thunderstorm formation

If you get an explosive thunderstorm, it gets up high enough to the jet stream. That jet stream going up here creates wind shear, and that's what starts to make that entire thunderstorm begin to spin. And that is when you get a severe thunderstorm. Now you get the cool air coming down. And that's condensing into forms a lowering that rotates called the wall cloud. And from that descends the funnel cloud. A funnel cloud is a tornado that has not reached the ground. So if you hear us say, “there's been a funnel cloud sighted,” that means we have not seen it get down to the ground. But then if you get to where you have debris and spinning on the ground, you'd have a tornado.

One thing in Colorado to be careful of – our low level humidity is so low that sometimes that condensation funnel evaporates so you don't see it coming all the way down to the ground, but you will see dust swirling around. So even if you can't see the condensation funnel all the way down to the ground, you could still have a tornado on the ground.

So I may sometimes talk and say, “Radar has indicated a tornado.” What that means is we're using the Doppler radar, which not only can see the precipitation but it also can see if it's moving quickly toward the radar, or away from it. A good analogy to explain Doppler is think about how a race car sounds – as the race car is approaching you, the sound waves are kind of bunching up because it's coming towards you, then as it goes by the sound waves are spreading out and the pitch drops. So we can tell with microwave energy radar signals, whether raindrops and hailstones are quickly moving toward the radar or away from it.

radar signs of rotation

Storm-based warnings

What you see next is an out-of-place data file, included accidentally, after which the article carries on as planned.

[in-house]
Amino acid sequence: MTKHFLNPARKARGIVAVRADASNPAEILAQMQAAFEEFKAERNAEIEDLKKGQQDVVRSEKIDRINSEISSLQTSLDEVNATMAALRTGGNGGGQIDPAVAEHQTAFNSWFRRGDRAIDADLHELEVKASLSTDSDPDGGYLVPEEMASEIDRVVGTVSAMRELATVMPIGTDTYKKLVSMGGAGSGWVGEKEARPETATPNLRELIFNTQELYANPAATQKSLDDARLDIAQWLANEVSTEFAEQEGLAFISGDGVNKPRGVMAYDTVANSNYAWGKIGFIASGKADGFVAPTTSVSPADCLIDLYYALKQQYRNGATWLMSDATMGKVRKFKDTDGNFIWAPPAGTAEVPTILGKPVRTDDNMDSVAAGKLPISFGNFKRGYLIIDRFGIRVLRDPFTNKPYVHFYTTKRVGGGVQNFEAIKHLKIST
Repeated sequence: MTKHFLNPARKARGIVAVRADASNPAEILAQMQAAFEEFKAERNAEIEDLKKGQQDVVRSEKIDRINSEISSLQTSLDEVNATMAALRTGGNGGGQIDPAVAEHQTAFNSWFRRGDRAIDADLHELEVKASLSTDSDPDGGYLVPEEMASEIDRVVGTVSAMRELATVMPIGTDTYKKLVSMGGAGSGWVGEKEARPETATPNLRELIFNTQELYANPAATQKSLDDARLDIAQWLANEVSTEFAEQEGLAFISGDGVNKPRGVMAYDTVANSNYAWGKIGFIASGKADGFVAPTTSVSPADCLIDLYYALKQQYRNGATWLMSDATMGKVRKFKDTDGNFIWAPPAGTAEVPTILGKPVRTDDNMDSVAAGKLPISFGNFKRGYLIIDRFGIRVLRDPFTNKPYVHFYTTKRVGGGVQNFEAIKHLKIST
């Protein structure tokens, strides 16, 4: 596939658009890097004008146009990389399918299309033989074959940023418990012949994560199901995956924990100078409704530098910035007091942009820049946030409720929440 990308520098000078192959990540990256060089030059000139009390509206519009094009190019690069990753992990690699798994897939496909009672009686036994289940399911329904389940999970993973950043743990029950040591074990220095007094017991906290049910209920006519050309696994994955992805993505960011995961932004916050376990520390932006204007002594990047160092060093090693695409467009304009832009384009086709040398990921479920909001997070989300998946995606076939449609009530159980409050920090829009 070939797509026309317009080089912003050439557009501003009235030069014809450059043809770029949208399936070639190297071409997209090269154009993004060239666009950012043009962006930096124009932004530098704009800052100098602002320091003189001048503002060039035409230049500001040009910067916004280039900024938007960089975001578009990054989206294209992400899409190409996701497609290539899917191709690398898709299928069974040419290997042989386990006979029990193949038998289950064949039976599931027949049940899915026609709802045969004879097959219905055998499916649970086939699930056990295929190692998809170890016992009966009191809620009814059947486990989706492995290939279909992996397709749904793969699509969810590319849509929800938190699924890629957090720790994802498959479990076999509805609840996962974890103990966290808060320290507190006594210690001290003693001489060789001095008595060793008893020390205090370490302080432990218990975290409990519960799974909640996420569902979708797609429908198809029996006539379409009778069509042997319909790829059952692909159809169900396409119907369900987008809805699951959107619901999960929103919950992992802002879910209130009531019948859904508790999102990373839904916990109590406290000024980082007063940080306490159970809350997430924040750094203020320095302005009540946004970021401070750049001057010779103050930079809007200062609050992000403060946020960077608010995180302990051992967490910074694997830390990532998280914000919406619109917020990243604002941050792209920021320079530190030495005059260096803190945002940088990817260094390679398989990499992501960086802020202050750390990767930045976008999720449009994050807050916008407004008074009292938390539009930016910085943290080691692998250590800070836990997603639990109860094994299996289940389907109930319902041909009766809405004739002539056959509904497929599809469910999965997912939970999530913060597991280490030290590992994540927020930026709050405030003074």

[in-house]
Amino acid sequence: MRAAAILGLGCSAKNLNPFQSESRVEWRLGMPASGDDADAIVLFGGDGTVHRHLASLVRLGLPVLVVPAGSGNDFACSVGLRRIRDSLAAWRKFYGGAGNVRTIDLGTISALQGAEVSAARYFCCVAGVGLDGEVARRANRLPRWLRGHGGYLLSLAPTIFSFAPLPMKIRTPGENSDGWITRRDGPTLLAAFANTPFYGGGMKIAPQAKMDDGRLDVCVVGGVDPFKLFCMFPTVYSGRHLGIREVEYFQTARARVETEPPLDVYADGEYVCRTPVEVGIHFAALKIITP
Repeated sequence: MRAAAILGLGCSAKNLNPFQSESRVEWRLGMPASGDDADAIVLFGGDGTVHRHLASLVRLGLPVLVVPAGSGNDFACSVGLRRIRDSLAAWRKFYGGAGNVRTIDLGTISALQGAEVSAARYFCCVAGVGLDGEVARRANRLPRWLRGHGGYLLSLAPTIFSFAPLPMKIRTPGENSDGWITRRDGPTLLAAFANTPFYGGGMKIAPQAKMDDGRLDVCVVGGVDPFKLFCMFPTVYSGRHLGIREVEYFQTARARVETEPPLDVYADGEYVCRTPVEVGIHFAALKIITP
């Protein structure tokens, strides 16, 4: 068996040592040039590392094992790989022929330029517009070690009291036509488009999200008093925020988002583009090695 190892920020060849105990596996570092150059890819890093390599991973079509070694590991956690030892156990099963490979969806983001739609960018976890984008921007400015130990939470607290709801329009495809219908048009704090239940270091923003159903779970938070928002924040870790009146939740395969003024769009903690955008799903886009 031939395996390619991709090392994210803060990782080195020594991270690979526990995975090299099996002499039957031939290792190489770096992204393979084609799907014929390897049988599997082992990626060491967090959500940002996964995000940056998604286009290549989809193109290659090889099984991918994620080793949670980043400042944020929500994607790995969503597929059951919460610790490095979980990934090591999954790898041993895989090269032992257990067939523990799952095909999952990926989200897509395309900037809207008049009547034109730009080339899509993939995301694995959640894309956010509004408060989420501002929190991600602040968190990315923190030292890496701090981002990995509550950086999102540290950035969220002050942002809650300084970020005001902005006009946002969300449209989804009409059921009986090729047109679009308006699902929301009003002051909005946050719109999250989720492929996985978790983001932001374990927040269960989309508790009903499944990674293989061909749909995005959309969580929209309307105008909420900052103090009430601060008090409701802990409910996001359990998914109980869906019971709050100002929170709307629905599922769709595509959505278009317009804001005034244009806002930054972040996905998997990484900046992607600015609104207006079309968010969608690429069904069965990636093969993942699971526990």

So storm-based warnings are very important. We have big counties in Colorado: Weld County, Larimer County, Adams, Arapahoe, they're great big counties. If we issue a tornado warning for all of Weld County, that's many, many square miles that are being warned for a storm that covers a much smaller area. So this is what we do:

Instead of issuing a warning for a whole county, we issue just for the little polygon that we think the storm is going to stay in. So that's an important thing to remember – get the storm-based, or the polygon, warnings.

We have different kinds of tornadoes in Colorado, not just the classic big ones, like a supercell tornado, but we'd have smaller ones that are called landspout tornadoes, and that's a weak tornado that doesn't last for long and generally doesn't cause much damage.

What is a landspout tornado?

And we also have something called a gustnado, which is sort of like when a boat is going along in the water, and it makes a big turn and swirls out an eddy of water around it. If we have a big thunderstorm that's kind of blowing out a big gust of wind, it scoops up some dust, some of that gets caught back into the updraft of a new thunderstorm. And you'll get a spinning column of air. But it's not really like a classic tornado, we probably would not warn for it, we just say that we've seen some gustnados or a few short live landspouts.